Nordic exceptionalism in the high and low politics of justice-making elsewhere

What is the role of the Nordics in international and transnational criminal justice? 

Illustration: Coulourbox

The research groups Nordic exceptionalism in International Criminal Justice and Nordic Branding are collaborating on a workshop on Nordic exceptionalism. The workshop is open to all interested, but registration is required for catering purposes. 

The workshop will bring together researchers from different disciplines, including Criminology, Law and Sociology. Debates will focus on methodological approaches, theoretical conceptualization, and particular "brands" of nordic behavior in the international sphere; including gender, development, peace, human rights, criminal justice, and humanitarianism.

Concept

For more than a century, the internationalization of criminal justice has evolved along two paths, which correspond to two distinct fields of research: one associated with law enforcement and policing, and another with human rights and international law. On one hand, certain crimes with an international connection - organized crime, terrorism, money laundering and tax evasion - are historically linked to national law enforcement, the police in particular, and to street-level crime. On the other hand, specific crimes of international concern – war crimes, crimes against humanity, genocide and other kinds of ‘crimes of the powerful’ – are associated with the high politics of foreign ministries, and have generated the creation of new international institutions, such as the International Military Tribunal at Nuremberg and the permanent International Criminal Court.

In this workshop, we will contribute new perspectives on the internationalization of criminal justice by approaching it from a Nordic (branding) perspective. As the Nordic systems are often perceived and promoted as having ‘exceptionally’ positive characteristic such as low imprisonment rates and ‘humane’ prison conditions, questions can be asked about the role of ‘Nordic penal exceptionalism’ and ‘Nordic models’ as part of status-building internationally. By bringing together a variety of disciplines and perspectives on Nordic criminal justice and its connections with other ‘brands’ of Nordic behavior in the international sphere – such as human rights, humanitarianism and gender – the aim of the workshop is to understand better the multifaceted roles of Nordic exceptionalism (or not) in the politics of criminal justice-making elsewhere.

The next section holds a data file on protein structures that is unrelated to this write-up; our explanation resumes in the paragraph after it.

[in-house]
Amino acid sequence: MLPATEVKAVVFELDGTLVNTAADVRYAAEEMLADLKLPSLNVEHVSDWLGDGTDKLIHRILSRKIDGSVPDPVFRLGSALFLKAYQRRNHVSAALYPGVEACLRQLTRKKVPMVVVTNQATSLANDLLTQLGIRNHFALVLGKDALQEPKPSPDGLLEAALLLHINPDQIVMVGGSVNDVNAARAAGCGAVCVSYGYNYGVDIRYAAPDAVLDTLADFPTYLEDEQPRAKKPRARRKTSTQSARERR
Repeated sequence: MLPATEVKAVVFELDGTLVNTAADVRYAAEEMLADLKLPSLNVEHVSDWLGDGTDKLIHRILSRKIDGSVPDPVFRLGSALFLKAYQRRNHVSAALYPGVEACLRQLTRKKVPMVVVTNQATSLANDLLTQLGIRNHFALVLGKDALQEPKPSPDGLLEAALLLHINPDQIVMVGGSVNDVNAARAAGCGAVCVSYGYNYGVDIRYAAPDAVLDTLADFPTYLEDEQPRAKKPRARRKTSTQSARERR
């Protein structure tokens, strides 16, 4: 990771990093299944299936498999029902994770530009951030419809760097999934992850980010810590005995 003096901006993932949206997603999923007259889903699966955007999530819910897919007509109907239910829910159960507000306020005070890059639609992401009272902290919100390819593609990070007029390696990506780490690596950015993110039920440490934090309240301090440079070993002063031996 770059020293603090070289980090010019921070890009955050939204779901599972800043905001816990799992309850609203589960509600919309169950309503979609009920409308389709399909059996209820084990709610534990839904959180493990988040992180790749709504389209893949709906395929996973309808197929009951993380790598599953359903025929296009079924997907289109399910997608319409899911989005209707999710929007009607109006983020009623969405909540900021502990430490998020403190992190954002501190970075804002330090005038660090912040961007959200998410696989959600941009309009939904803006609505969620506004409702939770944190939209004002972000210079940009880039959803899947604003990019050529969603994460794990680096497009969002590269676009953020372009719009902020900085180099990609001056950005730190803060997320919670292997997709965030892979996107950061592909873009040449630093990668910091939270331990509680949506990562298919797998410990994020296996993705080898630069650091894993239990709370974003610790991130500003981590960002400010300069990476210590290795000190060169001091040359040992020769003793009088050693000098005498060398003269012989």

Program

Thursday, 1 March 2018

11.45 Introductions

Kjersti Lohne & Malcolm Langford

12.00 – 13.30 Part I: Nordic ‘exceptionalism’ meets internationalization of criminal justice

Discussant: Malcolm Langford, 

Mikkel Jarle Christensen: The constitution of Nordic criminological discourse: an analysis of Nordisk Tidsskrift for Kriminalvidenskab

Thomas Ugelvik: Punishment, welfare, and prison history in Scandinavia

Magnus Hornqvist: Merging high and low politics of transnational crime governance: the crime of terrorism

Katja Franko: Nordic crimmigration exports: challenging the humanitarian exception

13.45 – 15.30 Part II: Exporting Nordic Brands: International politics and brand alignment

Discussant: Mikkel Jarle Christensen

Sigrun Marie Moss: Representing Nordicity through gender ‘exports’

Cecilia M. Bailliet: Representing Nordicity through peace ‘exports’

Kristin B. Sandvik: Nordic humanitarianism

Johan Karlsson Schaffer: Scandinavian dualism and human rights

Kjersti Lohne: Representing Nordicity as penal humanitarianism

15:30 Launch of ReNEW in Professorboligen

19: 00 Dinner for invited speakers

Friday, 2 March 2018

09:00 Coffee & fruits

09:30 – 11.00 Part III: The politics of Nordic branding: continuities and discontinuities

Discussant: Kjersti Lohne

Kristian Bjørkedal: Postcolonialism from the Nordic Margins

May-Len Skilbrei: The Nordic Model of Regulating Prostitution and the Politics of Transnational Policy: Lessons learned

Victor Schammas: The rise of a more punitive state: on the attenuation of Norwegian penal exceptionalism in an era of welfare state transformation

Christopher Browning: Nation Branding, Nordic Exceptionalism and Policy Transfer

11.00 – 12.00 Lunch

12.00 – 13.30 Part IV: Summary and discussion (closed session)

Discussants: Thordis Ingadottir & Magnus Hornqvist

Publications & project development:

Kjersti Lohne & Mikkel Jarle Christensen 

 

 

For more information about the workshop contact Kjersti Lohne or Tori Loven Kirkebø 

Published Dec. 6, 2017 2:10 PM - Last modified Jan. 18, 2019 1:47 PM